Rheumatology International

, Volume 37, Issue 10, pp 1709–1718 | Cite as

Adherence of rheumatoid arthritis patients to biologic disease-modifying antirheumatic drugs: a cross-sectional study

  • Natalia Mena-Vazquez
  • Sara Manrique-Arija
  • Lucía Yunquera-Romero
  • Inmaculada Ureña-Garnica
  • Marta Rojas-Gimenez
  • Carla Domic
  • Francisco Gabriel Jimenez-Nuñez
  • Antonio Fernandez-Nebro
Observational Research


The aims of this study were to evaluate adherence of rheumatoid arthritis (RA) patients to biological disease-modifying antirheumatic drugs (bDMARDs), identify potential risk factors, and analyze the discriminative ability of the Morisky–Green test (MGT) to detect bDMARD nonadherence. One hundred and seventy-eight adult RA patients treated with bDMARDs were included. Adherence was measured using the medication possession ratio (MPR) of the previous 6 months. An MPR >80% was considered good adherence. Patient demographics, clinical characteristics, and MGT scores were assessed through a standardized clinical interview at the cross-sectional date. One-hundred and twelve patients (63%) were taking subcutaneous bDMARDs, while 66 (37%) were taking intravenous drugs. One-hundred fifty-eight (88.8%) showed good adherence to bDMARDs, while 79 (61.2%) also correctly took concomitant conventional synthetic DMARDs (csDMARDs). In logistic regression models, nonadherence to bDMARDs was associated with higher disease activity [odds ratio (OR) 1.45; 95% CI, 1.03–2.03; p = 0.032] and subcutaneous route (OR 3.70; 95% CI 1.02–13.48; p = 0.040). MGT accurately identified an MPR >80% of bDMARDs in 76.9% of the patients. A sensitivity of 78%, specificity of 70%, positive predictive value of 95.3%, negative predictive value of 28.5%, positive likelihood ratio (LR) of 2.6, and negative LR of 0.3% were obtained. Adherence may be good for bDMARDs but is low for csDMARDs. Low adherence for bDMARDs is associated with poorer disease control during the past 6 months and use of subcutaneous route. These findings should alert doctors to consider possible low adherence before declaring treatment failure.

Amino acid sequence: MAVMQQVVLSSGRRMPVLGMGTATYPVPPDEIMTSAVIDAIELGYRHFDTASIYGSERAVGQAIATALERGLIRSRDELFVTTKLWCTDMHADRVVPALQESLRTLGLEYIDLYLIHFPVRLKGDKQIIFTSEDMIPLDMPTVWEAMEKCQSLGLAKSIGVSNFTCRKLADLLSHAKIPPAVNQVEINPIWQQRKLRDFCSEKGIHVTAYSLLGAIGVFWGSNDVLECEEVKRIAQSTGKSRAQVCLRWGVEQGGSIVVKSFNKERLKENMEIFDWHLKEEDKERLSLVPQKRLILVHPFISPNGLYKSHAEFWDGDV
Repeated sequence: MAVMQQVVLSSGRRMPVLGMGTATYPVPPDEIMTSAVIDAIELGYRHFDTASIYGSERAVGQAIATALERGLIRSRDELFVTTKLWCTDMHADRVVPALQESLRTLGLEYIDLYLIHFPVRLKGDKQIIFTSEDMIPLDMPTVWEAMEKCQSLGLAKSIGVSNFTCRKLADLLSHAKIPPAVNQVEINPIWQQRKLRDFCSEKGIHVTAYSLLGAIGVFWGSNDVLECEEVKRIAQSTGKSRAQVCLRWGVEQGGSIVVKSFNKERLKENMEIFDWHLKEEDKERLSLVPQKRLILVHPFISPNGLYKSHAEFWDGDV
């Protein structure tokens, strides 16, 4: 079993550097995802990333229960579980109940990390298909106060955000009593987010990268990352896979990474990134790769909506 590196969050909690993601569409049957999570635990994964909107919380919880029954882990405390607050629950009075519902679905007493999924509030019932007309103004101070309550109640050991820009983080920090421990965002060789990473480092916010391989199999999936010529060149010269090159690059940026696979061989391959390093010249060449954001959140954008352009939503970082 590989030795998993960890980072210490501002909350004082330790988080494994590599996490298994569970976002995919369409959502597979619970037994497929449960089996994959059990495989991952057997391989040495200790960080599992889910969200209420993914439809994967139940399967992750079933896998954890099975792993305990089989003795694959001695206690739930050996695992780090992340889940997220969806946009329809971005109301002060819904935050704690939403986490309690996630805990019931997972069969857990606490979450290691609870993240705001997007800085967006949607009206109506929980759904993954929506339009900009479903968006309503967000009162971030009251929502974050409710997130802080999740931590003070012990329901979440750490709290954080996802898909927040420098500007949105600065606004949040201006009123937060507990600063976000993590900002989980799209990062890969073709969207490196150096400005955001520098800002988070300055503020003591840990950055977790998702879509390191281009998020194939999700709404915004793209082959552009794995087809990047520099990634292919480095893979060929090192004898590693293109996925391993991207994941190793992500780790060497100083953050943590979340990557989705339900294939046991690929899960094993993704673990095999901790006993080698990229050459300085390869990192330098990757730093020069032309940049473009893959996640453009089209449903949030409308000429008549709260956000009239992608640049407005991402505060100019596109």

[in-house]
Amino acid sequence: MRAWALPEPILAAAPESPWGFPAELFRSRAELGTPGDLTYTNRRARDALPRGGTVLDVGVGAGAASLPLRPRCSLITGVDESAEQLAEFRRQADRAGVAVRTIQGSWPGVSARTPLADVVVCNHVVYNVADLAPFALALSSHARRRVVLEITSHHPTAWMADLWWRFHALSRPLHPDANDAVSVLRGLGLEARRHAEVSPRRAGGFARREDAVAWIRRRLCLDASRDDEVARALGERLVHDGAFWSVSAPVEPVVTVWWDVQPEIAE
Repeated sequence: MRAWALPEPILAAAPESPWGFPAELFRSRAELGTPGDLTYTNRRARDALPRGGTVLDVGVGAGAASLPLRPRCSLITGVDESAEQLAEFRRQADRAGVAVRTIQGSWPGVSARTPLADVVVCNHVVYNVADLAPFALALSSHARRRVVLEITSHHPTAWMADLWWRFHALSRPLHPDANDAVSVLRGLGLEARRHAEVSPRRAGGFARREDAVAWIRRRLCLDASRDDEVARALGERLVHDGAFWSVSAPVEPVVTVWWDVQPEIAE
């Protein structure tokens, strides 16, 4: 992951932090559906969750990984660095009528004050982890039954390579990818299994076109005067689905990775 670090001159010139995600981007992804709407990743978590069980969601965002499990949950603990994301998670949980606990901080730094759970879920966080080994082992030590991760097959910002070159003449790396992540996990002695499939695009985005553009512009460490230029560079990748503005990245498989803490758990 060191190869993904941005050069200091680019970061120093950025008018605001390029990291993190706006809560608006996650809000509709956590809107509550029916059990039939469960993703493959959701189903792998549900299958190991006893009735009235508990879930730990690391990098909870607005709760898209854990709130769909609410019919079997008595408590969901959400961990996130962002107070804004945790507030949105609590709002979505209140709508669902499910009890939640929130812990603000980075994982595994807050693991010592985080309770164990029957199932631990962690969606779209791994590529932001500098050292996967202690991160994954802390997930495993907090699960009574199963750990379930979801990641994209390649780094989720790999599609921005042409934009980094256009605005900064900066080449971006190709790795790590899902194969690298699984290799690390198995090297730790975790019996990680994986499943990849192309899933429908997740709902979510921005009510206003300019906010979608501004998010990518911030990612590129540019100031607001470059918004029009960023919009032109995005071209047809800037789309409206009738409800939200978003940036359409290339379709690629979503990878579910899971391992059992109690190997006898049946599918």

Rheumatoid arthritis Adherence Biological disease-modifying antirheumatic drugs (bDMARDs) 



We are grateful to Olga Pérez (from the FIMABIS) for her statistical advice. This research was supported by FIMABIS.

Compliance with ethical standards

Conflict of interest

Natalia Mena-Vazquez has received a speaker honorarium from company MSD and ROCHE. Sara Manrique-Arija has received a speaker honorarium from company MSD, Pfizer and Abbvie. Lucía Yunquera-Romero declares that she has no conflict of interest. Inmaculada Ureña-Garnica declares that she has no conflict of interest. Dr Marta Rojas-Gimenez has received a speaker honorarium from company MSD. Carla Domic has received a speaker honorarium from company MSD. Francisco Gabriel Jimenez-Nuñez has received a speaker honorarium from company MSD, Pfizer and Abbvie. Antonio Fernandez-Nebro has received a speaker honorarium from company MSD, ROCHE and Pfizer.

Financial supporter

Fundación Pública Andaluza para la Investigación de Málaga en Biomedicina y Salud (FIMABIS). There were no financial support or other benefits from commercial sources for the work reported on in the manuscript, or any other financial interests that any of the authors may have, which could create a potential conflict of interest or the appearance of a conflict of interest with regard to the work.


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Copyright information

© Springer-Verlag GmbH Germany 2017

Authors and Affiliations

  • Natalia Mena-Vazquez
    • 1
  • Sara Manrique-Arija
    • 1
  • Lucía Yunquera-Romero
    • 2
  • Inmaculada Ureña-Garnica
    • 1
  • Marta Rojas-Gimenez
    • 1
  • Carla Domic
    • 1
  • Francisco Gabriel Jimenez-Nuñez
    • 1
  • Antonio Fernandez-Nebro
    • 1
  1. 1.UGC de Reumatología, Instituto de Investigación Biomédica de Málaga (IBIMA), Hospital Regional Universitario de Málaga, Universidad de MálagaMálagaSpain
  2. 2.Hospitalary pharmacy, Hospital Regional Universitario de MálagaMálagaSpain

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